The mayor of a Manitoba community swamped by one of the province’s worst floods in years says Ritchot is prepared for more rain, but it’s not welcome.
Chris Ewen, mayor of the rural municipality of Ritchot, says the Red River is expected to crest in the area on Tuesday, but that could change because of the forecast.
“We were anticipating to see around 2009 flood water levels.… I don’t think we’re there quite yet. We still have a couple of feet to go,” he said.
The municipality south of Winnipeg straddles the river and the major trucking route Highway 75, which was closed near Morris last week due to the widespread flooding across the Red River Valley.
Environment Canada has issued a special weather statement for much of southern and eastern Manitoba. Between 20 and 30 millimetres of rain is expected by Monday evening.
There is also the possibility of more rain later in the week.
It looks like this year’s flood will be among the top five or six Ritchot has seen, Ewen said.
Properties are protected to 1997 flood levels, but the municipality issued evacuation notices due to concerns about water over the roads.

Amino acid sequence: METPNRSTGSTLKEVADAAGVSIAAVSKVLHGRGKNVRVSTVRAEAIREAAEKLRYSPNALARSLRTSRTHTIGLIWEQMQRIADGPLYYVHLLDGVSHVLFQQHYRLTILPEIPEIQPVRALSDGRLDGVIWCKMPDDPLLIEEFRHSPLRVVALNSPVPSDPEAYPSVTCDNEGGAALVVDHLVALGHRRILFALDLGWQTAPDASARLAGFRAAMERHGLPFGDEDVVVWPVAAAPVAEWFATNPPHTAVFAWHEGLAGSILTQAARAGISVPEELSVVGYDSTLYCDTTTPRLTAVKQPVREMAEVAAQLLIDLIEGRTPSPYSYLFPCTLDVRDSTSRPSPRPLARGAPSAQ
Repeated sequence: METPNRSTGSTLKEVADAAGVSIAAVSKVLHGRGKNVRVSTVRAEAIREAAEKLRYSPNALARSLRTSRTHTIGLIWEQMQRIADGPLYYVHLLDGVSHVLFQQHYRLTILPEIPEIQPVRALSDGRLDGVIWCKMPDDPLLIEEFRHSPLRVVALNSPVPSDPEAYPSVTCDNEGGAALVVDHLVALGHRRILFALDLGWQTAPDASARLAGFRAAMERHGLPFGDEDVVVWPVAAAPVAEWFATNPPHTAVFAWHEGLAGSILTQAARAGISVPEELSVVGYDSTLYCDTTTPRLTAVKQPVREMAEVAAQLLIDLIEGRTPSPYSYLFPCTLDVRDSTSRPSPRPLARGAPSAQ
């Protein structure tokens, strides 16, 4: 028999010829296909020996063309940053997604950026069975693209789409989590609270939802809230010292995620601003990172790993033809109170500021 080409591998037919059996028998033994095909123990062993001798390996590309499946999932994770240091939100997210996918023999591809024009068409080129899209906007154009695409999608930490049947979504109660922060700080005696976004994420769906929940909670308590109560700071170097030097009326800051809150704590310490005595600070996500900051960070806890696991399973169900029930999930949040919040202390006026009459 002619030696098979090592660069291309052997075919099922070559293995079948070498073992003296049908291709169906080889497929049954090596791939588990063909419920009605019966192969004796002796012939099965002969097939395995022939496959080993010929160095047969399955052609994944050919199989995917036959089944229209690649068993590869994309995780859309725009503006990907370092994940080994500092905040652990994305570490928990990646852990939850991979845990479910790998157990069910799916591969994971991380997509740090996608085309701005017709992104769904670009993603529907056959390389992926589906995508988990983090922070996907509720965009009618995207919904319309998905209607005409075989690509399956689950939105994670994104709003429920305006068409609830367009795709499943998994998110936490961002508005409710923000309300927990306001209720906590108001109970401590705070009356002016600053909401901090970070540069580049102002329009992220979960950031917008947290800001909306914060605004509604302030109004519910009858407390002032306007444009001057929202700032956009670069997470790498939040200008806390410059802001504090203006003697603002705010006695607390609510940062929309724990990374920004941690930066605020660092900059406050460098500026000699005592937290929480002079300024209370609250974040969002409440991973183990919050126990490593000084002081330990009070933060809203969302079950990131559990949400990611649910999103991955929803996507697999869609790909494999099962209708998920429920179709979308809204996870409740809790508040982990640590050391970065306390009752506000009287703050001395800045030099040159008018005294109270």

“For Saturday, I believe we’ve seen 192 evacuation notices, and those are voluntary,” Ewen said.
Of those, around 70 homes have been evacuated.
The municipality has also handed out about 150,000 sandbags.
Highways 210 and 247 in the area are closed because of water over the road.
Ewen worries about the long-term impact of the flood once the water recedes.
“When are those farmers going to be able to get on their fields? Because right now it just looks like a lake when you look out there. What kind of damages are we going to see in our infrastructure?”
Ralph Groening, the reeve of the rural municipality of Morris, said from Arborg to Emerson, people are dealing with the impacts of high water on infrastructure.
Staff have only started working to try to identify all of the infrastructure repair needs, he said.
“This rain just adds to that,” he said.
With the crest of the Red River expected in the region tomorrow, the rain might not increase the height of the water, but it could mean the flooding will last longer, further damaging roads over time, Groening said.
“This is going to be a busy, busy summer of repair.”
The region will need help from the Disaster Financial Assistance Program the province announced on Monday, he said.
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